Royce White, the No. 16 pick in the 2012 NBA Draft by the Houston Rockets, was advised by his doctor to abandon his hoop dreams just three years ago because of a debilitating anxiety disorder.
That was one of many revelations in a remarkable Grantland.com video documentary of White's draft night experience.
"My doctor told me when I was 18," White remembers in the video. "She looked me right in the face and said that basketball might not be what's best for you. Because this industry is built to defeat somebody like you. I want people to see that you can deal with your disorder and chase your dream."
White was a standout at Iowa State University, averaging 13.4 points, 9.3 rebounds and 5.0 assists per game as a sophomore last season. But his path to the pros was a difficult one and included a theft charge and a suspension while at Minnesota. His transfer to Iowa State was initially hindered by scholarship eligibility issues.
Throughout it all White was dealing with generalized anxiety disorder, a disorder, according to the Mayo Clinic, that is marked by "ongoing anxiety that interferes with day-to-day activities." The video portrays White's symptoms clearly: he constantly worries, is uncomfortable in front of a crowd and in a room full of people, and is terrified to step foot on an airplane. He points out that both his mother and grandmother have dealt with severe anxiety issues as well.
"Panic attacks are like, if you have one you are susceptible to another one," he says. "Your mind races and the adrenaline starts to pump. The adrenaline is so powerful it makes your heart beat faster. That sends it back to your mind, and you're like, my heart is beating. Panic on top of panic on top of panic. It feels like you're dying."
The video, of course, documents what is likely one of the highest-stress moments of White's life, as he waits to find out where he will land on draft night. His agent is shown calling him with news that if the Rockets don't select him with their picks at No. 16 or No. 18, he could be in for a free fall. This bad news comes after White has already isolated himself in a small office, away from a group of people watching the draft on television because the situation was making him uncomfortable. That desire to escape was shown earlier, as well, as he tried to coach himself into meeting with a gym full of children.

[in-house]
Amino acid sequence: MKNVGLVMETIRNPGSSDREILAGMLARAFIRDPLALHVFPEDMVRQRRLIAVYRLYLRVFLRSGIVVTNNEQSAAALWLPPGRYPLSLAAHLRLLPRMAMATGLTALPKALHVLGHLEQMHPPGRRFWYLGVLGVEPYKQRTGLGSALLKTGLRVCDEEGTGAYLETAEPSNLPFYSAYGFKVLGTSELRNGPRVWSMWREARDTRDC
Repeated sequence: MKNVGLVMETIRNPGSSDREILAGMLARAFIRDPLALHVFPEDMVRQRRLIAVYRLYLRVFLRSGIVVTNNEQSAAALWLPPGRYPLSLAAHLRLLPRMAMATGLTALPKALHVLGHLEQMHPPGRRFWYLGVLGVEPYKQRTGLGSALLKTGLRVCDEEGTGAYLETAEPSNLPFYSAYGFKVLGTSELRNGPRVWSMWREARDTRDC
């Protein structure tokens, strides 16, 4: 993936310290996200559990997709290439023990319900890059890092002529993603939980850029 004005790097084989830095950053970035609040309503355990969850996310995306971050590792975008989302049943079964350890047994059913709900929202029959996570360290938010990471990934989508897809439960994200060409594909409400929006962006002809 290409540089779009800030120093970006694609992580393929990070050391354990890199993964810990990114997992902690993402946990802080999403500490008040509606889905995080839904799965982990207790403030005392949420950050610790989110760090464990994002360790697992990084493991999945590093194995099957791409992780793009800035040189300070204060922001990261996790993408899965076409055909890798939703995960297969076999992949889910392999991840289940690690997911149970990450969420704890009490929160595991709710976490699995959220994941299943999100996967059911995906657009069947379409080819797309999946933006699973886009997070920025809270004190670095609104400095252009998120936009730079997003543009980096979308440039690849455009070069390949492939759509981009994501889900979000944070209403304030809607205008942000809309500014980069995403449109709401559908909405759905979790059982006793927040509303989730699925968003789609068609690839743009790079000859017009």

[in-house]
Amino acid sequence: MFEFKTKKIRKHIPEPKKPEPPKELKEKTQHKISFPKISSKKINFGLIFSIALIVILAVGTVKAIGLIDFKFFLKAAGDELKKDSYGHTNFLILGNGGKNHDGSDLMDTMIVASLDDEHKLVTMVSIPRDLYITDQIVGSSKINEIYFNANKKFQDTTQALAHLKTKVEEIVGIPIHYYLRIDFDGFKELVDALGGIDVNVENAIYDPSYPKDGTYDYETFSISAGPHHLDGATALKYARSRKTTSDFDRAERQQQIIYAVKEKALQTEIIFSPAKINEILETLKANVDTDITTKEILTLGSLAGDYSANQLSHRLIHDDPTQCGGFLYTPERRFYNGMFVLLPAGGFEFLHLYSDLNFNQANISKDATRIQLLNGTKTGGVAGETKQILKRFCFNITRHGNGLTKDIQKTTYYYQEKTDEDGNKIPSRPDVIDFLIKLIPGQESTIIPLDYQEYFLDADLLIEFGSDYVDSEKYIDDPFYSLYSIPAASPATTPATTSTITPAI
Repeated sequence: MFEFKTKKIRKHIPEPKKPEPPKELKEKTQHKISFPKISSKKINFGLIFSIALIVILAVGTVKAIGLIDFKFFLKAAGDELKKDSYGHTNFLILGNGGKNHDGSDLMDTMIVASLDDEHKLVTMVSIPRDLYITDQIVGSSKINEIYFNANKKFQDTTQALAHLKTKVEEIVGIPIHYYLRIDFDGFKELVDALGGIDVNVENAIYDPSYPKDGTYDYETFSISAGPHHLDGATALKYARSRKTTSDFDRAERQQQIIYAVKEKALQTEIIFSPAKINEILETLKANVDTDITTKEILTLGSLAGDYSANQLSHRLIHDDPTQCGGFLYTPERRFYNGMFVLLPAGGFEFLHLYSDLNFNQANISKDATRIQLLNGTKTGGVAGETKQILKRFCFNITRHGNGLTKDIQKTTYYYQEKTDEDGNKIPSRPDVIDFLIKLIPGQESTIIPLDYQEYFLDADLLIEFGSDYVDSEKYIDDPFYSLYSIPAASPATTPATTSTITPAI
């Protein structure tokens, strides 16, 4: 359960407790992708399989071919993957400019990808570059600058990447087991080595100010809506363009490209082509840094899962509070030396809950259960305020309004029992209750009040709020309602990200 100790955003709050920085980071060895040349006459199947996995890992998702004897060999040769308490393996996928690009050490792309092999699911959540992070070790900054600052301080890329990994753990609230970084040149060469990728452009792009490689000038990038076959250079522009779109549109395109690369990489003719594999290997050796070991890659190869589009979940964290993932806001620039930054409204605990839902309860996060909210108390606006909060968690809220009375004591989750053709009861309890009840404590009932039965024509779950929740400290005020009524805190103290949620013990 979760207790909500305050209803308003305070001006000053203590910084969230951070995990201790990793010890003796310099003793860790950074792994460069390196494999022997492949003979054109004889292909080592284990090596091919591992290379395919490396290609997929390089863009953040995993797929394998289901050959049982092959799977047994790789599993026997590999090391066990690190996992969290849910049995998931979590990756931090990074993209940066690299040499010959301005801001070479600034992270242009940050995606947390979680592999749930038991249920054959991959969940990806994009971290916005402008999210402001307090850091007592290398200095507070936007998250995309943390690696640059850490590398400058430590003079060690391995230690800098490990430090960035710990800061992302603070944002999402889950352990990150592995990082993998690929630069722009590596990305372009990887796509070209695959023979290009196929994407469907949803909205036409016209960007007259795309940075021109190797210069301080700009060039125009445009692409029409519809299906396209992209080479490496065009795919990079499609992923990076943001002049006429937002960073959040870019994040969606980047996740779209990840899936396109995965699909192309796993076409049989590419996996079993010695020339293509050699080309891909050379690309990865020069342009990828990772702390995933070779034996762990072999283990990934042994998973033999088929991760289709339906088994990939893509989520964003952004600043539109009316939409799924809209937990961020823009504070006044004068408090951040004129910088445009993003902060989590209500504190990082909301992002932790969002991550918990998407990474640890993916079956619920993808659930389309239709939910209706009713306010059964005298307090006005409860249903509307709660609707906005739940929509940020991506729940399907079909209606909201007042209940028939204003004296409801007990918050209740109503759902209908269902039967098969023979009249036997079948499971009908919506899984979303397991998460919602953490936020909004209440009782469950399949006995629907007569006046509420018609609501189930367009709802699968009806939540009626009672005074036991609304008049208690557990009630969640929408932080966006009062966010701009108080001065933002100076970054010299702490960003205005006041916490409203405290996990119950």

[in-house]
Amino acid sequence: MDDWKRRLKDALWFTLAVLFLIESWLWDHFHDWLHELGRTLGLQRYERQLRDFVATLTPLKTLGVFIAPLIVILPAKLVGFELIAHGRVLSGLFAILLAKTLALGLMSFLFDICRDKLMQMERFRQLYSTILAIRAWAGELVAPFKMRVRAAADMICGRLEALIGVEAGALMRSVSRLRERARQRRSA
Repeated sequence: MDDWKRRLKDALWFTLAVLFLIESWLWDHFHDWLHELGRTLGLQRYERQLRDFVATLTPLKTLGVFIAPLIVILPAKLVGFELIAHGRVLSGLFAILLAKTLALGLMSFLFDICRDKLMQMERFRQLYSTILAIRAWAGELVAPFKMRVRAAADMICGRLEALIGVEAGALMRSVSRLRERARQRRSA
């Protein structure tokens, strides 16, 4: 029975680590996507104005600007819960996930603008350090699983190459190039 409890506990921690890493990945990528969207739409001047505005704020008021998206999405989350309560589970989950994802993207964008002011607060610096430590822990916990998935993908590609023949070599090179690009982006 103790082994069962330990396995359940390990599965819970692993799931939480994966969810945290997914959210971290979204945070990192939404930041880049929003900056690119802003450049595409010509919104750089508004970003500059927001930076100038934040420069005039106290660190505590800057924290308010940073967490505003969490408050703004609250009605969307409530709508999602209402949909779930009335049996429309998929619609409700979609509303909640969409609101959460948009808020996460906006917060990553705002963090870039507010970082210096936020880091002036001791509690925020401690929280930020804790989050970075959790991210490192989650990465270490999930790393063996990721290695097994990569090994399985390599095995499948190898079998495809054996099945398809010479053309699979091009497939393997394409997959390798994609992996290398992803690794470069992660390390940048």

"I can't go in there," White says, looking through a gym window and pacing back and forth, in a scene that's difficult to watch. "I can't do it. I can't show my face right now. There's love in that room but the way my brain feels, that's fear. I'm working myself to get in there though."
As White's college coach, former NBA player Fred Hoiberg, makes the case that White should be a top-10 talent based on his abilities and wonders openly how he will handle the transiton to the NBA, White blames his falling stock on his anxiety disorder.
"I've played against the best," he says. "Presumably the No. 1 pick is Anthony Davis. Shortly thereafter is Michael Kidd-Gilchrist. These are guys that I've outperformed time and time again. Unfortunately, because of my mental illness, I'll probably slip out of that range that those guys are in."
Rockets coach Kevin McHale is revealed as White's biggest advocate while that other members of Houston's basketball operations department see him as "too risky." McHale evidently wins the day and White, of course, is elated once his name is called at No. 16.
"That's as scared as I've been in a long time," he says, after hugging his mother. "They took a chance on me. They didn't have to."
But reality quickly sets in. White must fly to Houston to meet with the team the next day. It will be the first of dozens of flights he will take every year that he's in the league.
"Of course I'm worried about how much I have to fly in the NBA," he admits. "I'm very worried about the schedule. I just don't like to fly. I'm very scared. Bottom line."
White apparently made it through that flight. His transition to the pro game has gone well so far. He was a standout at this year's Las Vegas Summer League, where he averaged 8.4 points, 7.2 rebounds and 3.6 assists per game.
His journey is clearly different than that of the average NBA player. White's selection feels less like a coronation and more like an opening of Pandora's box. His desire to succeed against the odds is crystal clear, but the regularity and severity of his symptoms are not trivialities. And, his doctor was right: the cutthroat NBA, where production under pressure is the most highly-coveted gift, is a living Hell for those with mental disorders.
That White was willing to open up about his struggles is remarkable in an NBA player culture that is incredibly conformist. He's done a real service to other athletes who might be struggling with similar conditions by revealing so much about himself. The lasting feeling here, though, is that his story is far from over, and that it could, if things don't break correctly, get even more difficult to watch.
You can't help but root for White. But you can't help worrying about him, either.